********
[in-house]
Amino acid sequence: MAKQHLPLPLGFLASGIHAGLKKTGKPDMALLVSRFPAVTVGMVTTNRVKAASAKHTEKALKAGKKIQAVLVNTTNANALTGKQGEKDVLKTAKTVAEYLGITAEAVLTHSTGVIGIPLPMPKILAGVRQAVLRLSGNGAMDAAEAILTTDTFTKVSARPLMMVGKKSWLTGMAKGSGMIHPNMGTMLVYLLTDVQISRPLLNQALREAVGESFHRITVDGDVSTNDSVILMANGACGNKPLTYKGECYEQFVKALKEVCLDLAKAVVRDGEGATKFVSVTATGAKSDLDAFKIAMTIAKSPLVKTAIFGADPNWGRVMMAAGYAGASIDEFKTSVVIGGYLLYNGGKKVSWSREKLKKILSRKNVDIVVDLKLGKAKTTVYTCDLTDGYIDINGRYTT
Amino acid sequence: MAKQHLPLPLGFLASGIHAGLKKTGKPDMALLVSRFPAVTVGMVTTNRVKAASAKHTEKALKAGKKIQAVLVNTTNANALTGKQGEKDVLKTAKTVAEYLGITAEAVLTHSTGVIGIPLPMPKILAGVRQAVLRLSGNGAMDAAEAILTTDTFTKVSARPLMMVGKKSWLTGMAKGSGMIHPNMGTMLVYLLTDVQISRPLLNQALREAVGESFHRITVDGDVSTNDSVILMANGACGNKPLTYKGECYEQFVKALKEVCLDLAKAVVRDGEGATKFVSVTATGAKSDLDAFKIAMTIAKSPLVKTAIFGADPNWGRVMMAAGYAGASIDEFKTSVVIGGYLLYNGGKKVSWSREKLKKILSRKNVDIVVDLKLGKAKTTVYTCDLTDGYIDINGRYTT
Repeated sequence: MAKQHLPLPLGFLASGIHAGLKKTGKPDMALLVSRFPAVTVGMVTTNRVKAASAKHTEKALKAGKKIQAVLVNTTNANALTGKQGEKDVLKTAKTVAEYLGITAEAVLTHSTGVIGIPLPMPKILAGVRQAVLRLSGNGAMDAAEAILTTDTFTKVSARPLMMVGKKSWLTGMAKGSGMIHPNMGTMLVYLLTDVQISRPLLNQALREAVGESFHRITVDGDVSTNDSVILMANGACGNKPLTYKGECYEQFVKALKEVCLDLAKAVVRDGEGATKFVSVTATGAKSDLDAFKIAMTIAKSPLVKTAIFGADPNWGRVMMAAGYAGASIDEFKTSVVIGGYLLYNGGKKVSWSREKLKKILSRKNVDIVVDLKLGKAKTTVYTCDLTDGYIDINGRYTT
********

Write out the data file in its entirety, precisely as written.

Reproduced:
[in-house]
Amino acid sequence: MAKQHLPLPLGFLASGIHAGLKKTGKPDMALLVSRFPAVTVGMVTTNRVKAASAKHTEKALKAGKKIQAVLVNTTNANALTGKQGEKDVLKTAKTVAEYLGITAEAVLTHSTGVIGIPLPMPKILAGVRQAVLRLSGNGAMDAAEAILTTDTFTKVSARPLMMVGKKSWLTGMAKGSGMIHPNMGTMLVYLLTDVQISRPLLNQALREAVGESFHRITVDGDVSTNDSVILMANGACGNKPLTYKGECYEQFVKALKEVCLDLAKAVVRDGEGATKFVSVTATGAKSDLDAFKIAMTIAKSPLVKTAIFGADPNWGRVMMAAGYAGASIDEFKTSVVIGGYLLYNGGKKVSWSREKLKKILSRKNVDIVVDLKLGKAKTTVYTCDLTDGYIDINGRYTT
Amino acid sequence: MAKQHLPLPLGFLASGIHAGLKKTGKPDMALLVSRFPAVTVGMVTTNRVKAASAKHTEKALKAGKKIQAVLVNTTNANALTGKQGEKDVLKTAKTVAEYLGITAEAVLTHSTGVIGIPLPMPKILAGVRQAVLRLSGNGAMDAAEAILTTDTFTKVSARPLMMVGKKSWLTGMAKGSGMIHPNMGTMLVYLLTDVQISRPLLNQALREAVGESFHRITVDGDVSTNDSVILMANGACGNKPLTYKGECYEQFVKALKEVCLDLAKAVVRDGEGATKFVSVTATGAKSDLDAFKIAMTIAKSPLVKTAIFGADPNWGRVMMAAGYAGASIDEFKTSVVIGGYLLYNGGKKVSWSREKLKKILSRKNVDIVVDLKLGKAKTTVYTCDLTDGYIDINGRYTT
Repeated sequence: MAKQHLPLPLGFLASGIHAGLKKTGKPDMALLVSRFPAVTVGMVTTNRVKAASAKHTEKALKAGKKIQAVLVNTTNANALTGKQGEKDVLKTAKTVAEYLGITAEAVLTHSTGVIGIPLPMPKILAGVRQAVLRLSGNGAMDAAEAILTTDTFTKVSARPLMMVGKKSWLTGMAKGSGMIHPNMGTMLVYLLTDVQISRPLLNQALREAVGESFHRITVDGDVSTNDSVILMANGACGNKPLTYKGECYEQFVKALKEVCLDLAKAVVRDGEGATKFVSVTATGAKSDLDAFKIAMTIAKSPLVKTAIFGADPNWGRVMMAAGYAGASIDEFKTSVVIGGYLLYNGGKKVSWSREKLKKILSRKNVDIVVDLKLGKAKTTVYTCDLTDGYIDINGRYTT